Deirdre Michie, CEO of Oil & Gas UK, said: “Our industry continues to emerge from one of the most testing downturns in our history, and while challenges remain we bring 2018 to a close in a much more positive place. More projects were approved this year than over the past three years combined, including Shell’s redevelopment of its Penguin Field and BP’s field development plan for its Alligin prospect. These will result in around £3.3 billion of new investment and release more than 400 million BOE (barrel of oil equivalent) of new production. As our 2018 economic report shows, we’re seeing an improved landscape for the sector with reduced costs, competitive fiscal terms and improved operational performance. Recent fiscal and regulatory changes are helping to position the UKCS (United Kingdom Continental Shelf) as one of the leading destinations for investment, ensuring a stable and competitive fiscal regime going forward will be crucial in maintaining this position. In the supply chain we can see that cultural change is being embedded, evidenced by our latest collaboration survey which shows that working practices have been sustained at consistent levels since 2015.

“However we take none of this for granted and as we look to 2019 we must stay the course and continue our focus on improving competitiveness while maintaining a relentless focus on ensuring safe operations. Oil & Gas UK’s ambitions and priorities for the coming year are guided by industry for industry. Looking ahead to 2019, we will take a leading role in championing Vision 2035, industry’s ambition to add a generation of productive life to the UK Continental Shelf and grow supply chain opportunities at home, internationally and into other sectors. Our critical role in the transition to a lower carbon economy and an increased emphasis on encouraging diversity and inclusion throughout the industry are also key focus areas for the coming year.”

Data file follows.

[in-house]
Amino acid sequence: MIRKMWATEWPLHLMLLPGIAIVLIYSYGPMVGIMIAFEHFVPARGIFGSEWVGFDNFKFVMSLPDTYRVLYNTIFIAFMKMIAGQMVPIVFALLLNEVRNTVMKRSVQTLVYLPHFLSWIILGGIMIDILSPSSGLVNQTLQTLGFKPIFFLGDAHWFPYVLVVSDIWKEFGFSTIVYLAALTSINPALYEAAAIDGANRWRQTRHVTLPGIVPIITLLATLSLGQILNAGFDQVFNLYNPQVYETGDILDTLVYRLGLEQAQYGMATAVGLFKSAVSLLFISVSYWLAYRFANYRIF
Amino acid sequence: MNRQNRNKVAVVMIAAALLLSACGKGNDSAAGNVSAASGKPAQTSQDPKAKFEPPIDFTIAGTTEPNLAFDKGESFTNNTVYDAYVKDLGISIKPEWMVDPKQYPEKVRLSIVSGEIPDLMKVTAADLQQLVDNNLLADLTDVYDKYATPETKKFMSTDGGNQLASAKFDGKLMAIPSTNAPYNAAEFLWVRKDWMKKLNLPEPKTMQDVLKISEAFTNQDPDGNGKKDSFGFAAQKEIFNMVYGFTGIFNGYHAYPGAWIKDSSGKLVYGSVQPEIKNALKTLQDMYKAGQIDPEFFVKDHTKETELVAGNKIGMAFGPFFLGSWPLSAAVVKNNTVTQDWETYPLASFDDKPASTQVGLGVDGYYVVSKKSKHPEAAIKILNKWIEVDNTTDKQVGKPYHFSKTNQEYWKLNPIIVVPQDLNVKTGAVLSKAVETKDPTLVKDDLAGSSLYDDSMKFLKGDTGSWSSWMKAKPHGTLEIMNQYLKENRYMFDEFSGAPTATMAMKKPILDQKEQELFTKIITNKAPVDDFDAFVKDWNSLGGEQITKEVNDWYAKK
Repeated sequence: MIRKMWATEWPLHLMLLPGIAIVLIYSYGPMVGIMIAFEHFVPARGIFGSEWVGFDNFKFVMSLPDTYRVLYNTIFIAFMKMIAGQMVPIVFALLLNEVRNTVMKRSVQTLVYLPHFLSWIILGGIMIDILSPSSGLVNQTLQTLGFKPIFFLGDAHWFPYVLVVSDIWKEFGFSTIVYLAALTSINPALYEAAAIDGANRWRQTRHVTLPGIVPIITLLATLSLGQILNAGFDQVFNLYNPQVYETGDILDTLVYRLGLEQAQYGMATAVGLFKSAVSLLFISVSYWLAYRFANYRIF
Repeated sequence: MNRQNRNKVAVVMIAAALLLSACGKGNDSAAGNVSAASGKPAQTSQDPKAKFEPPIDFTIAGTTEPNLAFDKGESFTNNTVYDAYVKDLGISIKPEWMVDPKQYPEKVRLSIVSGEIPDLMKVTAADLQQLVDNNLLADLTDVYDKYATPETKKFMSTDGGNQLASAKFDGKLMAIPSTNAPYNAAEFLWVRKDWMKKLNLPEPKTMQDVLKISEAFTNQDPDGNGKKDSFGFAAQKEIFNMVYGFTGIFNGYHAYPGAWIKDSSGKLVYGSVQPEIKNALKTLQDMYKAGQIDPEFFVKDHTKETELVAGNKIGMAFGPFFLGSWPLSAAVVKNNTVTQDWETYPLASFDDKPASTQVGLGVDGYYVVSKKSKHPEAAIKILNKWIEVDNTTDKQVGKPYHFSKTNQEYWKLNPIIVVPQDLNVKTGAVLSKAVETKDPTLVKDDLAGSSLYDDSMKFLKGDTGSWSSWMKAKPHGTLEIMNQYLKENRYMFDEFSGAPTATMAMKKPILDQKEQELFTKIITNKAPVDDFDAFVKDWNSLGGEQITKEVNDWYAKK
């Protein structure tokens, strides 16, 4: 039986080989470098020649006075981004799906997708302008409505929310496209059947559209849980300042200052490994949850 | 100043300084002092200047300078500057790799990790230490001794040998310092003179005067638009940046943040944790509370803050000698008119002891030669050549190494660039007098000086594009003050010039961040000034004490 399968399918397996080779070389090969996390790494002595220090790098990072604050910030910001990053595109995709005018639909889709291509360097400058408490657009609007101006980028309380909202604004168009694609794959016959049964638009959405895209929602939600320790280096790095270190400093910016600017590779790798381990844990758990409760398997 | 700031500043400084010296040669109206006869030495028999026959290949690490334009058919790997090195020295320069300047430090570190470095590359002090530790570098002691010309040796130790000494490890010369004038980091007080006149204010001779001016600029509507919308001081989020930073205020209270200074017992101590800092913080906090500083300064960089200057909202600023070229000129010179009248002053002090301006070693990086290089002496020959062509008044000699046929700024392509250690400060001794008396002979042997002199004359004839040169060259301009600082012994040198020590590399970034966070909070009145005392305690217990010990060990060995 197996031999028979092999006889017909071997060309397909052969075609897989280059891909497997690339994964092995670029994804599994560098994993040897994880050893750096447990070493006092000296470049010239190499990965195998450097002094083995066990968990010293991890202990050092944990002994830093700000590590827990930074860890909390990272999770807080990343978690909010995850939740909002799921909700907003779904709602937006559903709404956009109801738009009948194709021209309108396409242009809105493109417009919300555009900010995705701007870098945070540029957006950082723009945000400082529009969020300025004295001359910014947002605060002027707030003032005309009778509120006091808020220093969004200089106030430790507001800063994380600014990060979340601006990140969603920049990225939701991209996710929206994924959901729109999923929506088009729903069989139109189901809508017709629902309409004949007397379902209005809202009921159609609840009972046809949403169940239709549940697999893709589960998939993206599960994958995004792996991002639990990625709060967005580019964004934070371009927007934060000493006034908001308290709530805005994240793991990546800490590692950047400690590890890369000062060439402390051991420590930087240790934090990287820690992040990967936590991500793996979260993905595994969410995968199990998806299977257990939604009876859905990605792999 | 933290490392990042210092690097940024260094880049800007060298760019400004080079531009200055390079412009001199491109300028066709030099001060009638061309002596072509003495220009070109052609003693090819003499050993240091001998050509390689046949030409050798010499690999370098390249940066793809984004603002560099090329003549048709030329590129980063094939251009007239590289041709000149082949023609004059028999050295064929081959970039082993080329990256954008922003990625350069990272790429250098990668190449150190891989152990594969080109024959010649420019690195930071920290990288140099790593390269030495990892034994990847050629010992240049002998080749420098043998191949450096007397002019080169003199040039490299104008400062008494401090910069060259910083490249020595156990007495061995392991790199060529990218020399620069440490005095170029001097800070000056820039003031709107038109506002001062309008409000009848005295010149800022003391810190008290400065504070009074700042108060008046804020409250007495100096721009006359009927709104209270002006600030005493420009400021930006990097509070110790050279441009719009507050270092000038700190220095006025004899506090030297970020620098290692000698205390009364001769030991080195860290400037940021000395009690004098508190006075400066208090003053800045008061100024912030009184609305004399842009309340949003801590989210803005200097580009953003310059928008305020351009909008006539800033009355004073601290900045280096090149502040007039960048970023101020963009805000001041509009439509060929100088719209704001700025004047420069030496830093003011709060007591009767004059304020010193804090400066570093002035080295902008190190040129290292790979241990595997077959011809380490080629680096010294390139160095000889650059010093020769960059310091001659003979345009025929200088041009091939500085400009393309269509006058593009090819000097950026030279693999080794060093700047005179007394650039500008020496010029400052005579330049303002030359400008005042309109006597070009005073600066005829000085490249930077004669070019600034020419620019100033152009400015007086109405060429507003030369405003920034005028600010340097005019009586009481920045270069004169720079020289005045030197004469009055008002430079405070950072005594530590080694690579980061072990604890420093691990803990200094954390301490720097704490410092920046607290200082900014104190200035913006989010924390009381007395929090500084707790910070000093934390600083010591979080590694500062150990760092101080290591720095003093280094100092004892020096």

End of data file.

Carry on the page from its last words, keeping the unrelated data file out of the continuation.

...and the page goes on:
With political and economic uncertainty ahead, Scotland Limited 2018 provides some reassurance that the company’s top private limited companies are in a strong position to weather any future storms.